Fisheries and Oceans Canada

Fisheries and Oceans Canada

March 18, 2015 12:00 ET

Illegal Shellfish Harvesting Nets Hefty Fines

Two Prince Rupert Men Caught Harvesting Cockles in a Closed Area

PRINCE RUPERT, BRITISH COLUMBIA--(Marketwired - March 18, 2015) - Two shellfish harvesters received substantial fines in Prince Rupert Provincial Court on February 25, 2015 for violations of the Fisheries Act. Prince Rupert resident Wieler Leslie Innes and former area resident James Frank Russ pled guilty to charges of catching and retaining cockles from the closed contaminated Fairview Container Port beach. The Honourable Judge E. F. De Walle ordered fines of $1,000 for each man.

Quick Facts

  • Fishery officers with Fisheries and Oceans Canada apprehended the men on November 25, 2011 during a routine Canadian Shellfish Sanitation Program (CSSP) field patrol of contaminated and closed beach areas in the Prince Rupert area.
  • At the time of the incident, the 244 confiscated cockles were returned live to the ocean.
  • The Fairview Container Port beach is well known locally as a closed contaminated site.
  • It is essential for public health and safety that harvesters of bivalve shellfish always check to ensure that fishing areas are open and approved for harvesting prior to fishing.
  • It is illegal to harvest bivalves in contaminated areas as consuming contaminated fish can have serious health consequences.
  • Bivalve shellfish, which have a hinged, two-part shell and include oysters, clams, scallops, mussels and cockles, can be affected by paralytic shellfish poison (PSP, also known as red tide) and sanitary contamination (including contamination with human or animal fecal matter that contains bacteria or viruses hazardous to human health such as Norwalk, Hepatitis A or salmonella).
  • Eating bivalves that have been affected by PSP or other contaminants can result in serious illness or death.
  • Cooking the shellfish prior to consuming it does not destroy PSP or eliminate these risks.
  • DFO is concerned about any harvest of shellfish in contaminated areas that are closed for the health and safety of the public, an activity that is illegal under the Fisheries Act.
  • Environment Canada and the Canadian Food Inspection Agency undertake water and shellfish sampling programs to ensure that areas are safe for shellfish harvesting. All shellfish harvesting is prohibited in areas that are closed by DFO due to PSP and sanitary contamination.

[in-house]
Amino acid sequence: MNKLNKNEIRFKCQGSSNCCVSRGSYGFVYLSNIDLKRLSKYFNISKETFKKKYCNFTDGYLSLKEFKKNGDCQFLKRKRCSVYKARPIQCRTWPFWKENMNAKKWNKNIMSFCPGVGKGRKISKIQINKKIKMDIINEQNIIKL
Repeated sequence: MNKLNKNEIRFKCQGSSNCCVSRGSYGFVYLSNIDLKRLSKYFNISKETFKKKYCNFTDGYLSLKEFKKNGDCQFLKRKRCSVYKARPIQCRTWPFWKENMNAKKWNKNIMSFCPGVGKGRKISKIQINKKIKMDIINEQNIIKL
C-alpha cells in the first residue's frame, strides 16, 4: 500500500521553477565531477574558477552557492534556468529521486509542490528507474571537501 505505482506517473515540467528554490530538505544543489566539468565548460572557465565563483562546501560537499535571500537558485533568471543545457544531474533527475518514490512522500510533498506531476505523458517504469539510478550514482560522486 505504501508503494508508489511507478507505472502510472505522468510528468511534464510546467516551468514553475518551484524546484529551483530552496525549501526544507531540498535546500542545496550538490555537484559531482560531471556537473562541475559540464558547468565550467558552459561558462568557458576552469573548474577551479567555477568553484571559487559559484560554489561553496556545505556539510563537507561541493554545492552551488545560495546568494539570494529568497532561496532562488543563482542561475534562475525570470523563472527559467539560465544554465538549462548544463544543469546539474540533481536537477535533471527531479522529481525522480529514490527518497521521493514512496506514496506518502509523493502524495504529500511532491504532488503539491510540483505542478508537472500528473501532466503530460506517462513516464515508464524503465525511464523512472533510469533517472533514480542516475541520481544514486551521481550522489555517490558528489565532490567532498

The Government of Canada is committed to safeguarding the long-term health and productivity of Canada's fisheries resources, and the habitat that supports them, for generations to come. Fisheries and Oceans Canada has a mandate to protect and conserve marine resources and to prosecute offenders under the Fisheries Act. It ensures and promotes compliance with the Act and other laws and regulations through a combination of land, air, and sea patrols, as well as education and awareness activities.

As part of Fisheries and Oceans Canada's work to end illegal activity, the Department asks the public for information on activities of this nature or any contravention of the Fisheries Act and regulations. Anyone with information can call the toll-free violation reporting line at 1-800-465-4336.

Associated Links

Information on paralytic shellfish poison closures is updated frequently and is available from the following sources:

• A toll free, 24-hour recorded information line: 1-866-431-3474

• Fisheries and Oceans Canada's shellfish contamination webpage: www.pac.dfo-mpo.gc.ca/PSP

• Local Fisheries and Oceans Canada offices: www.pac.dfo-mpo.gc.ca/locations-bureaux-eng.htm (call during regular business hours)

Information on sanitary contamination closures is available at: www.pac.dfo-mpo.gc.ca/PSP

Internet: http://www.dfo-mpo.gc.ca

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Contact Information

  • Leri Davies
    Strategic Media Relations Advisor
    Fisheries and Oceans Canada, Pacific Region
    604-666-8675
    Cell: 604-612-6837